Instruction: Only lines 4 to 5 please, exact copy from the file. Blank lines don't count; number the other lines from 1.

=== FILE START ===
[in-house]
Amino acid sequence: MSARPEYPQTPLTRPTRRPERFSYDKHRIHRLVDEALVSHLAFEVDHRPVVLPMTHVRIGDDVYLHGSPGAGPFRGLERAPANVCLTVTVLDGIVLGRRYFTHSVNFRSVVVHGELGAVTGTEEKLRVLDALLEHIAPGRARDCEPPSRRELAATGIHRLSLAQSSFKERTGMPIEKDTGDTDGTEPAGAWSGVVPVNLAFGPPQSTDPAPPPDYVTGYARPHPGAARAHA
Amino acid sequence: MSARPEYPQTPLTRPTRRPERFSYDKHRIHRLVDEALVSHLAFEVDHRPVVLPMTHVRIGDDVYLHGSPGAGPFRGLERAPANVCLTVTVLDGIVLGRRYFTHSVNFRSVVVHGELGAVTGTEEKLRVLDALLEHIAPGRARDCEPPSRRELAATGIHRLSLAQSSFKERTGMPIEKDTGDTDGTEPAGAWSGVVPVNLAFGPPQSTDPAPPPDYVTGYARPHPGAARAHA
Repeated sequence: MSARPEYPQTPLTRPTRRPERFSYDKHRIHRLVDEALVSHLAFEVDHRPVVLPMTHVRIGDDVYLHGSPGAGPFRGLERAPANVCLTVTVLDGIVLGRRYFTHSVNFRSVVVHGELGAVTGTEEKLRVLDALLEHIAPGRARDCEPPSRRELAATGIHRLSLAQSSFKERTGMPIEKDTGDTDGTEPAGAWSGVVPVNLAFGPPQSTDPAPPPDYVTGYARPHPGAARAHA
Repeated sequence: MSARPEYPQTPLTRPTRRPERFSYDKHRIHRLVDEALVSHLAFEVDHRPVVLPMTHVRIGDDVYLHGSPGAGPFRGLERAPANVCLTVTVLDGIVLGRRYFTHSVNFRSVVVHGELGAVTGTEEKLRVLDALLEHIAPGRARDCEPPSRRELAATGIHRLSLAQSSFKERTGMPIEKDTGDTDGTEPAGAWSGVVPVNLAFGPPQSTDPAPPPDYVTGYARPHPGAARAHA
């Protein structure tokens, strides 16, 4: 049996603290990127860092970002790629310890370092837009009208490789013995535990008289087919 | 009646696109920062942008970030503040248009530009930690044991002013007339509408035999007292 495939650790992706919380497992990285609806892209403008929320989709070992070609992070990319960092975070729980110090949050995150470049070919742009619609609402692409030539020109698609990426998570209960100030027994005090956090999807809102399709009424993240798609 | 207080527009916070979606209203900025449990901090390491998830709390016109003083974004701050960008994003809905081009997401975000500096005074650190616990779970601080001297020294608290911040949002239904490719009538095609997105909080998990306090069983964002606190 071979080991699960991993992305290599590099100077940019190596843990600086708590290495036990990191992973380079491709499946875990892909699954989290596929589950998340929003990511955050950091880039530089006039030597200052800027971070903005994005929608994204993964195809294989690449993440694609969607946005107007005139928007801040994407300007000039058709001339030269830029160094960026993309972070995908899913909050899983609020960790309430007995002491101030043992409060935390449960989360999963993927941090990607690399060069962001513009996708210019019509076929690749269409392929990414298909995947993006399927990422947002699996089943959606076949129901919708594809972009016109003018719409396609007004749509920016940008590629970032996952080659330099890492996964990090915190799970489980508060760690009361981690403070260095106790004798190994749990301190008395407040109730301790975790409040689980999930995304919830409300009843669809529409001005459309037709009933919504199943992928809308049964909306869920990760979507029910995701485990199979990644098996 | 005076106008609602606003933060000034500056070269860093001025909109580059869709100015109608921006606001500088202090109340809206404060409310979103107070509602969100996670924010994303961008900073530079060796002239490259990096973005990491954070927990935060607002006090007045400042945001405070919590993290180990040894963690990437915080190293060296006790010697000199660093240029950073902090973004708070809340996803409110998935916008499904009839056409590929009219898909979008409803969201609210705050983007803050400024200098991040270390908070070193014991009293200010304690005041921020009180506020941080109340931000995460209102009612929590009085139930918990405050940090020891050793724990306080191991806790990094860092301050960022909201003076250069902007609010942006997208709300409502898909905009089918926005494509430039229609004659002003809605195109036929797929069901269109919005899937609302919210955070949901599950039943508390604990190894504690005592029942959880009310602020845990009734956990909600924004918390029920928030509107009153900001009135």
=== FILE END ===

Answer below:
Repeated sequence: MSARPEYPQTPLTRPTRRPERFSYDKHRIHRLVDEALVSHLAFEVDHRPVVLPMTHVRIGDDVYLHGSPGAGPFRGLERAPANVCLTVTVLDGIVLGRRYFTHSVNFRSVVVHGELGAVTGTEEKLRVLDALLEHIAPGRARDCEPPSRRELAATGIHRLSLAQSSFKERTGMPIEKDTGDTDGTEPAGAWSGVVPVNLAFGPPQSTDPAPPPDYVTGYARPHPGAARAHA
Repeated sequence: MSARPEYPQTPLTRPTRRPERFSYDKHRIHRLVDEALVSHLAFEVDHRPVVLPMTHVRIGDDVYLHGSPGAGPFRGLERAPANVCLTVTVLDGIVLGRRYFTHSVNFRSVVVHGELGAVTGTEEKLRVLDALLEHIAPGRARDCEPPSRRELAATGIHRLSLAQSSFKERTGMPIEKDTGDTDGTEPAGAWSGVVPVNLAFGPPQSTDPAPPPDYVTGYARPHPGAARAHA